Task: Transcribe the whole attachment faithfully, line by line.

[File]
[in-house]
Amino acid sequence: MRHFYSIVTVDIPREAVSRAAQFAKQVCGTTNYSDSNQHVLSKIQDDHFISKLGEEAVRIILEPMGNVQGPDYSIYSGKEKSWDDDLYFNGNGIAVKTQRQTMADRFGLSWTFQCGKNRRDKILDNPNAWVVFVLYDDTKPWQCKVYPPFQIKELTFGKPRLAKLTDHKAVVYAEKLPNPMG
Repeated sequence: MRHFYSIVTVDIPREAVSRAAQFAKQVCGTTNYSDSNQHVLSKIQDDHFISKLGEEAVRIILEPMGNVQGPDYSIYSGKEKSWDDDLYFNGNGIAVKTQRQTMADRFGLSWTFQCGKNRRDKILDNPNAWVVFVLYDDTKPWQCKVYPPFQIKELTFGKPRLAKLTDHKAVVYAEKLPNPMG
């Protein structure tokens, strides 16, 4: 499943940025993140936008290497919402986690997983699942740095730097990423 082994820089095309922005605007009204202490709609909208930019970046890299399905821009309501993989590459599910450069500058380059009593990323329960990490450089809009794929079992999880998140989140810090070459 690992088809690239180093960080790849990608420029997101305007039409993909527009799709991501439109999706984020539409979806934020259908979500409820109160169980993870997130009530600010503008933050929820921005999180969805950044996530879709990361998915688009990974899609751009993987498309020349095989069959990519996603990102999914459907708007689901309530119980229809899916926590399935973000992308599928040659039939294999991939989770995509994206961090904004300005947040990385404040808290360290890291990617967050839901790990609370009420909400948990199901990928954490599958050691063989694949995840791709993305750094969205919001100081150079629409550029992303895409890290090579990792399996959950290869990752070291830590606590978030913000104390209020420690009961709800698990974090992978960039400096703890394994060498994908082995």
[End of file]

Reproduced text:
[in-house]
Amino acid sequence: MRHFYSIVTVDIPREAVSRAAQFAKQVCGTTNYSDSNQHVLSKIQDDHFISKLGEEAVRIILEPMGNVQGPDYSIYSGKEKSWDDDLYFNGNGIAVKTQRQTMADRFGLSWTFQCGKNRRDKILDNPNAWVVFVLYDDTKPWQCKVYPPFQIKELTFGKPRLAKLTDHKAVVYAEKLPNPMG
Repeated sequence: MRHFYSIVTVDIPREAVSRAAQFAKQVCGTTNYSDSNQHVLSKIQDDHFISKLGEEAVRIILEPMGNVQGPDYSIYSGKEKSWDDDLYFNGNGIAVKTQRQTMADRFGLSWTFQCGKNRRDKILDNPNAWVVFVLYDDTKPWQCKVYPPFQIKELTFGKPRLAKLTDHKAVVYAEKLPNPMG
């Protein structure tokens, strides 16, 4: 499943940025993140936008290497919402986690997983699942740095730097990423 082994820089095309922005605007009204202490709609909208930019970046890299399905821009309501993989590459599910450069500058380059009593990323329960990490450089809009794929079992999880998140989140810090070459 690992088809690239180093960080790849990608420029997101305007039409993909527009799709991501439109999706984020539409979806934020259908979500409820109160169980993870997130009530600010503008933050929820921005999180969805950044996530879709990361998915688009990974899609751009993987498309020349095989069959990519996603990102999914459907708007689901309530119980229809899916926590399935973000992308599928040659039939294999991939989770995509994206961090904004300005947040990385404040808290360290890291990617967050839901790990609370009420909400948990199901990928954490599958050691063989694949995840791709993305750094969205919001100081150079629409550029992303895409890290090579990792399996959950290869990752070291830590606590978030913000104390209020420690009961709800698990974090992978960039400096703890394994060498994908082995």